Genetic and environmental factors affecting growth of Nile tilapia (Oreochromis niloticus) juveniles: modelling spatial correlations between hapas

H. Charo-Karisa, J. Komen, M.A. Rezk, S. Reynolds, R.W. Ponzoni, H. Bovenhuis

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13 Citations (Scopus)


The aim of this study was to quantify the environmental and genetic effects on early growth of Nile tilapia, Oreochromis niloticus, in hapa-in-earthen pond systems. In a pilot study, we grew swim-up fry with or without supplementary feed in hapas suspended in fertilized ponds at 5, 10, 15, and 20 fry/m2 densities. In the main experiment, we reared swim-up fry from 25 full-sib families separately for 42 days at 15 fry/m2 density in hapas suspended in two earthen ponds. Hapas were arranged in two column arrays along the sides of the ponds. Ponds were fertilized daily with chicken manure. In addition, fry in one column in each pond were fed twice daily on 40% protein pelleted feed. Results from the pilot study indicated significant effects of stocking density and treatment. In the main experiment, the dietary treatment effect was not significant but there were large differences in growth between ponds. Mean body weight at 42 days was 1.7 g in pond A and 0.4 g in pond B. Fry heritability (h2) of 42-day fry body weight estimated from the whole data set using a univariate model was 0.01 ± 0.06. The bivariate heritability estimates were 0.59 ± 0.19 in pond A and 0.05 ± 0.11 in pond B. The common environmental/hapa (c2) effects were 0.14 ± 0.06 and 0.29 ± 0.07 in respective ponds. We found significant positive spatial autocorrelation (P = 0.02) indicating resemblance in growth of fry in neighboring hapas. Analysis of environmental variables showed that the two ponds differed significantly in dissolved oxygen. The low genetic correlation (rg = - 0.27 ± 0.69) between body weights of fry in both ponds therefore might suggest genotype by environment interactions for tolerance to low dissolved oxygen in Nile tilapia juveniles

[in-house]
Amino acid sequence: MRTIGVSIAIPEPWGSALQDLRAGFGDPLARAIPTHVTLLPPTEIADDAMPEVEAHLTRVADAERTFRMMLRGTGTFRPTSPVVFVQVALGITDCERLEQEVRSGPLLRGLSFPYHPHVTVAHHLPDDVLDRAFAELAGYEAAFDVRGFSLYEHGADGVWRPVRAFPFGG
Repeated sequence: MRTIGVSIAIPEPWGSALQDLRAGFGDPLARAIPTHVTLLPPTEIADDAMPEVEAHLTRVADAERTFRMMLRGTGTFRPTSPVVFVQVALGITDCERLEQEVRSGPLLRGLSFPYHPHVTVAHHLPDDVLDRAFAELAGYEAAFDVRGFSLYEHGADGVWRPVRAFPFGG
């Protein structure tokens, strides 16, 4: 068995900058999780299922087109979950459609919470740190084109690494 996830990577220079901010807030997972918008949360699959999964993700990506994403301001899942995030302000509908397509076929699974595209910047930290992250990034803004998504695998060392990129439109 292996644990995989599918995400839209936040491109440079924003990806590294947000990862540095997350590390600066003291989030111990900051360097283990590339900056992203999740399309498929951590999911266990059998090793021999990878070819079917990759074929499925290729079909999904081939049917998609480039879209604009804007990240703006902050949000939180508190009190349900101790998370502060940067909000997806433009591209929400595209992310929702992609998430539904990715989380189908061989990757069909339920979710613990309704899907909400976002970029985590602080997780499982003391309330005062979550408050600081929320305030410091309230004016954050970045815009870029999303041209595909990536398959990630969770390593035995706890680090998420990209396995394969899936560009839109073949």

Original languageEnglish
Pages (from-to)586-596
Number of pages11
Publication statusPublished - 2006


  • salmon salmo-salar
  • quantitative genetics
  • water temperature
  • selection
  • genotype
  • performance
  • weight
  • heritability
  • assimilation
  • variability


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